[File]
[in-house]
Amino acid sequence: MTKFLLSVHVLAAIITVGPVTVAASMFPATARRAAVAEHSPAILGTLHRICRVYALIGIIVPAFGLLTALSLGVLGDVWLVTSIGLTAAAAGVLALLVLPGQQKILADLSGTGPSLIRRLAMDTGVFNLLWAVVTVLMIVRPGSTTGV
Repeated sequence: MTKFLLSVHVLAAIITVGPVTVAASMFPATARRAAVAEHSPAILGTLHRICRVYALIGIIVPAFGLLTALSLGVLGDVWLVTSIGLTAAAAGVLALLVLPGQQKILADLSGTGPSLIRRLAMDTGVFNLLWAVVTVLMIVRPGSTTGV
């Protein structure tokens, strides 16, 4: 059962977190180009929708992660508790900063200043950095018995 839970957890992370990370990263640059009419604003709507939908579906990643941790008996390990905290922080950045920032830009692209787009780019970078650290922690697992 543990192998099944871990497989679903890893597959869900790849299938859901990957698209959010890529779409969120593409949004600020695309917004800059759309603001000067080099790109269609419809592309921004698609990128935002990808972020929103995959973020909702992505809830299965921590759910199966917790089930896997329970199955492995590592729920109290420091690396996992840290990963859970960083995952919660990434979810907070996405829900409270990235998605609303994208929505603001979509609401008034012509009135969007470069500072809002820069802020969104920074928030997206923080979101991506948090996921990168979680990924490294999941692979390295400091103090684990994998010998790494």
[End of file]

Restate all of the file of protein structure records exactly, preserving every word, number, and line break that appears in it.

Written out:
[in-house]
Amino acid sequence: MTKFLLSVHVLAAIITVGPVTVAASMFPATARRAAVAEHSPAILGTLHRICRVYALIGIIVPAFGLLTALSLGVLGDVWLVTSIGLTAAAAGVLALLVLPGQQKILADLSGTGPSLIRRLAMDTGVFNLLWAVVTVLMIVRPGSTTGV
Repeated sequence: MTKFLLSVHVLAAIITVGPVTVAASMFPATARRAAVAEHSPAILGTLHRICRVYALIGIIVPAFGLLTALSLGVLGDVWLVTSIGLTAAAAGVLALLVLPGQQKILADLSGTGPSLIRRLAMDTGVFNLLWAVVTVLMIVRPGSTTGV
């Protein structure tokens, strides 16, 4: 059962977190180009929708992660508790900063200043950095018995 839970957890992370990370990263640059009419604003709507939908579906990643941790008996390990905290922080950045920032830009692209787009780019970078650290922690697992 543990192998099944871990497989679903890893597959869900790849299938859901990957698209959010890529779409969120593409949004600020695309917004800059759309603001000067080099790109269609419809592309921004698609990128935002990808972020929103995959973020909702992505809830299965921590759910199966917790089930896997329970199955492995590592729920109290420091690396996992840290990963859970960083995952919660990434979810907070996405829900409270990235998605609303994208929505603001979509609401008034012509009135969007470069500072809002820069802020969104920074928030997206923080979101991506948090996921990168979680990924490294999941692979390295400091103090684990994998010998790494």